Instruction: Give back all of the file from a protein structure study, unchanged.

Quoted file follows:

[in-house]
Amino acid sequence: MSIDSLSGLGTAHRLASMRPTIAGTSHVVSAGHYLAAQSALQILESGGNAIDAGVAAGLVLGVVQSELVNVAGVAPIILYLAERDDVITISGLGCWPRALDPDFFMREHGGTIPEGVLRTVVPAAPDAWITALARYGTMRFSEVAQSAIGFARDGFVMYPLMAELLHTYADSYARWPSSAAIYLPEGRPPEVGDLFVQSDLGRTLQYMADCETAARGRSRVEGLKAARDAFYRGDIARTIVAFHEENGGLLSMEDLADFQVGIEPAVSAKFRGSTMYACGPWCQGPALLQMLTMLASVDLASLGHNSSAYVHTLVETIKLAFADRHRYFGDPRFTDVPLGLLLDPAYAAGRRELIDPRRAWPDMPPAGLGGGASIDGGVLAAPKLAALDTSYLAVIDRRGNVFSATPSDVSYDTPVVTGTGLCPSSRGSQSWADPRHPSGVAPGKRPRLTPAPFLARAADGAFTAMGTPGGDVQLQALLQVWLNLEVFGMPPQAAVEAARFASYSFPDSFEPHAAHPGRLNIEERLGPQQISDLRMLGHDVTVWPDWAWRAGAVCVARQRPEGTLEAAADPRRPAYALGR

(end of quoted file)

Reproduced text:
[in-house]
Amino acid sequence: MSIDSLSGLGTAHRLASMRPTIAGTSHVVSAGHYLAAQSALQILESGGNAIDAGVAAGLVLGVVQSELVNVAGVAPIILYLAERDDVITISGLGCWPRALDPDFFMREHGGTIPEGVLRTVVPAAPDAWITALARYGTMRFSEVAQSAIGFARDGFVMYPLMAELLHTYADSYARWPSSAAIYLPEGRPPEVGDLFVQSDLGRTLQYMADCETAARGRSRVEGLKAARDAFYRGDIARTIVAFHEENGGLLSMEDLADFQVGIEPAVSAKFRGSTMYACGPWCQGPALLQMLTMLASVDLASLGHNSSAYVHTLVETIKLAFADRHRYFGDPRFTDVPLGLLLDPAYAAGRRELIDPRRAWPDMPPAGLGGGASIDGGVLAAPKLAALDTSYLAVIDRRGNVFSATPSDVSYDTPVVTGTGLCPSSRGSQSWADPRHPSGVAPGKRPRLTPAPFLARAADGAFTAMGTPGGDVQLQALLQVWLNLEVFGMPPQAAVEAARFASYSFPDSFEPHAAHPGRLNIEERLGPQQISDLRMLGHDVTVWPDWAWRAGAVCVARQRPEGTLEAAADPRRPAYALGR